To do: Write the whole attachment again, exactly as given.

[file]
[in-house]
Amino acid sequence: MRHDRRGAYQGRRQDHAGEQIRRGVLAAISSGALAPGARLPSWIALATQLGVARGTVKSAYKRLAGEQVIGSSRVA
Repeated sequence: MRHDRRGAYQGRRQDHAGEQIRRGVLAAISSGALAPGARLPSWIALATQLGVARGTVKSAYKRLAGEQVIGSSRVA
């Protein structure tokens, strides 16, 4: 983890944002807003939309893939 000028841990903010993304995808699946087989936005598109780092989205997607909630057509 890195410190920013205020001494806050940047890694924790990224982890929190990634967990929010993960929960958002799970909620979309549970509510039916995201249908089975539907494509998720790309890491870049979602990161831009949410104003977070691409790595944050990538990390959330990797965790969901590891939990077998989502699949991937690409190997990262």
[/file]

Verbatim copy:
[in-house]
Amino acid sequence: MRHDRRGAYQGRRQDHAGEQIRRGVLAAISSGALAPGARLPSWIALATQLGVARGTVKSAYKRLAGEQVIGSSRVA
Repeated sequence: MRHDRRGAYQGRRQDHAGEQIRRGVLAAISSGALAPGARLPSWIALATQLGVARGTVKSAYKRLAGEQVIGSSRVA
């Protein structure tokens, strides 16, 4: 983890944002807003939309893939 000028841990903010993304995808699946087989936005598109780092989205997607909630057509 890195410190920013205020001494806050940047890694924790990224982890929190990634967990929010993960929960958002799970909620979309549970509510039916995201249908089975539907494509998720790309890491870049979602990161831009949410104003977070691409790595944050990538990390959330990797965790969901590891939990077998989502699949991937690409190997990262």